When Newt Gingrich turned Juan Williams into the perfect foil during the January 19 Republican candidate debate in Myrtle Beach, SC, ironic symbolism certainly abounded. Aside from the fact that Newt vaulted himself into the lead by beating up on an African-American journalist on MLK Day in the Cradle of the Confederacy, there was the additional fact that Williams is a Fox News panelist who briefly became a conservative celebrity after NPR fired him for on-air remarks deemed insensitive to Muslims. The debate audience didn’t know or care, presumably viewing Williams as just another “race-card” player who needed to be slapped down for suggesting anyone railing against the work ethic of food stamp recipients might be appealing to atavistic motives.

Interestingly enough, Williams hasn’t agreed to shut up and go away. At The Hill today, he reiterates his concern about the racially coded language being used by all of the GOP presidential candidates:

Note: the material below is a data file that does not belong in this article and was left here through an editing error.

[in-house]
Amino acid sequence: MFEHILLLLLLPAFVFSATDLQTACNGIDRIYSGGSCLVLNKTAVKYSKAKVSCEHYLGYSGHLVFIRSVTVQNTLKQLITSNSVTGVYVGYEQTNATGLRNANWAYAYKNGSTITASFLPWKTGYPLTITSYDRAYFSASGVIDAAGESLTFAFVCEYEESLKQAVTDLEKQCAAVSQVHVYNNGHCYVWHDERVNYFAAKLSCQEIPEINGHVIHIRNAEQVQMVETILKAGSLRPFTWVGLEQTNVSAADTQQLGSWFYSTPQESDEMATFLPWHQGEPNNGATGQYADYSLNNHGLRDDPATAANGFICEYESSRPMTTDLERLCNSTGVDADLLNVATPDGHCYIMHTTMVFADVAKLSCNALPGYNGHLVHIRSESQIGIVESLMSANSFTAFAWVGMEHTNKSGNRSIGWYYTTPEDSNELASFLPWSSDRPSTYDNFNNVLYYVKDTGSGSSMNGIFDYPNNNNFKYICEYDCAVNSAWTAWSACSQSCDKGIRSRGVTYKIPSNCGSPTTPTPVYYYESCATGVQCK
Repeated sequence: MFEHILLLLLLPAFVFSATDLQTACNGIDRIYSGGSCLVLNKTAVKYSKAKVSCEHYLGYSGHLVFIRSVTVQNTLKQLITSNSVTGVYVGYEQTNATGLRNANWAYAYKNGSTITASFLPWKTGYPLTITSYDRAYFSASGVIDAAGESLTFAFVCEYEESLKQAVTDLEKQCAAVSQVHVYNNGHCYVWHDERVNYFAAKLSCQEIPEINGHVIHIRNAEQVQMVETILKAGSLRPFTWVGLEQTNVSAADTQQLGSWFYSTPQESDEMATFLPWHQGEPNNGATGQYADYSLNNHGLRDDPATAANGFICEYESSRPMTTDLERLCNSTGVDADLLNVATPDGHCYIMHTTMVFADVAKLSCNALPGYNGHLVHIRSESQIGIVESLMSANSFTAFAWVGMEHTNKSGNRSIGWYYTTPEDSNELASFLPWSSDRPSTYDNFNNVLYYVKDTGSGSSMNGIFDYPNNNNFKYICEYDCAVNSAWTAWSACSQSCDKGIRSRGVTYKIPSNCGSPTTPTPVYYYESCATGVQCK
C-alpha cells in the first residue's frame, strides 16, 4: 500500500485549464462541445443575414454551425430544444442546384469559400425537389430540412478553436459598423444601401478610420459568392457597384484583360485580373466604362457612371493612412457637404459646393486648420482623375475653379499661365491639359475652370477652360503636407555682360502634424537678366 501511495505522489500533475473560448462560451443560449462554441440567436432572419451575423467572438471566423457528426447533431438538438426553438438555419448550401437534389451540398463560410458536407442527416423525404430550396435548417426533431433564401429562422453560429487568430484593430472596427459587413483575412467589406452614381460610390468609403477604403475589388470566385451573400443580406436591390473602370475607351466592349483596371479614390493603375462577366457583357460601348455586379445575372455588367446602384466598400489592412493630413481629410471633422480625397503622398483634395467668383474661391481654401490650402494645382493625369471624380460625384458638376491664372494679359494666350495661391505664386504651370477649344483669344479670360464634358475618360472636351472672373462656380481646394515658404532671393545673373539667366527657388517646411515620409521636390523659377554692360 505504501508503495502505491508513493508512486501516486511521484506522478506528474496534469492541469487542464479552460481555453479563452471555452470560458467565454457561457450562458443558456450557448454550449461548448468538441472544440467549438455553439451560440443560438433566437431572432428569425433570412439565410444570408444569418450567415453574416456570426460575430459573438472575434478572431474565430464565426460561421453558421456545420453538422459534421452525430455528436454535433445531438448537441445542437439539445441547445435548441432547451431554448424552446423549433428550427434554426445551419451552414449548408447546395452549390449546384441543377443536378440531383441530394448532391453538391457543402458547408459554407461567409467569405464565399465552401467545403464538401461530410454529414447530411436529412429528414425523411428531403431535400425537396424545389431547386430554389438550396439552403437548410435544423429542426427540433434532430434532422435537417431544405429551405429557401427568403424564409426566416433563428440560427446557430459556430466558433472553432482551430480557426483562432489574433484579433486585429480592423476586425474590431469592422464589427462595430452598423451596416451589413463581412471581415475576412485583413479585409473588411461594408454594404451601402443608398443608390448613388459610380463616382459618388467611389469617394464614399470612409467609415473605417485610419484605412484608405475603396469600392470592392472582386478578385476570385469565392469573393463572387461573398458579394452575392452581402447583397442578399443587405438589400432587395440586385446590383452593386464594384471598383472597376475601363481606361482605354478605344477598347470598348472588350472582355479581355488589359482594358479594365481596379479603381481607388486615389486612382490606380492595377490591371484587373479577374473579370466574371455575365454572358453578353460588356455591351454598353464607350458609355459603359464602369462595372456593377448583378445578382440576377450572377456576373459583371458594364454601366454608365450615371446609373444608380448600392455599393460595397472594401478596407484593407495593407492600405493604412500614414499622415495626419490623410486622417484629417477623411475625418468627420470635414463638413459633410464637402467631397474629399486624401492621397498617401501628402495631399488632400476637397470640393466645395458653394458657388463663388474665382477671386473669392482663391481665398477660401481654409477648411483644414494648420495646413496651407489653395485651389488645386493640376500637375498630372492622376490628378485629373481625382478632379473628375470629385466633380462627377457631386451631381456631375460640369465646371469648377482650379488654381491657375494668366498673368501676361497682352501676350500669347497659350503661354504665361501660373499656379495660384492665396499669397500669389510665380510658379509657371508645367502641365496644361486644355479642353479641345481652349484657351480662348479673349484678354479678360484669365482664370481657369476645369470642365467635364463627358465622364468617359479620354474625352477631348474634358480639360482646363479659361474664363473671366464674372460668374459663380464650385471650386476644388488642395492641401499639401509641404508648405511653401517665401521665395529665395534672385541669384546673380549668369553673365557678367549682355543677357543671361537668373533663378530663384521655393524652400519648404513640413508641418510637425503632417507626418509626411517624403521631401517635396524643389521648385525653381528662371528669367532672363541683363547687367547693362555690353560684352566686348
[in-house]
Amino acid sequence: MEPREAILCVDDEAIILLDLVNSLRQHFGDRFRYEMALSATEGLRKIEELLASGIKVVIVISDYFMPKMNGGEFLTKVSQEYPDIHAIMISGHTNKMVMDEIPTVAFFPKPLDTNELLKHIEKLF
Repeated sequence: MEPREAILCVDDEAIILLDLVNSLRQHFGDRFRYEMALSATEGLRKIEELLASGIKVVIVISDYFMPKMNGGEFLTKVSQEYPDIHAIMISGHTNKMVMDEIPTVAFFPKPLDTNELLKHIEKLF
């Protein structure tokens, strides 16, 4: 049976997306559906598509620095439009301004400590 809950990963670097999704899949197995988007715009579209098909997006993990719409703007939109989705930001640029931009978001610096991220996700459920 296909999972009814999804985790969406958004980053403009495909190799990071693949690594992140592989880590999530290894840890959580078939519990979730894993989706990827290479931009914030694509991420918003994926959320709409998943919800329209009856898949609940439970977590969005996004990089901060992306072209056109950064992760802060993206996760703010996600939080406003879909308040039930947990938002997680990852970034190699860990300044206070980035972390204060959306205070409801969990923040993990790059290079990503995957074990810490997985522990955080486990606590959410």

The language of GOP racial politics is heavy on euphemisms that allow the speaker to deny any responsibility for the racial content of his message. The code words in this game are “entitlement society” — as used by Mitt Romney — and “poor work ethic” and “food stamp president” — as used by Newt Gingrich. References to a lack of respect for the “Founding Fathers” and the “Constitution” also make certain ears perk up by demonizing anyone supposedly threatening core “old-fashioned American values.”

Makes you wonder how much longer Williams can stay at Fox.

Ed Kilgore

Ed Kilgore is a political columnist for New York and managing editor at the Democratic Strategist website. He was a contributing writer at the Washington Monthly from January 2012 until November 2015, and was the principal contributor to the Political Animal blog.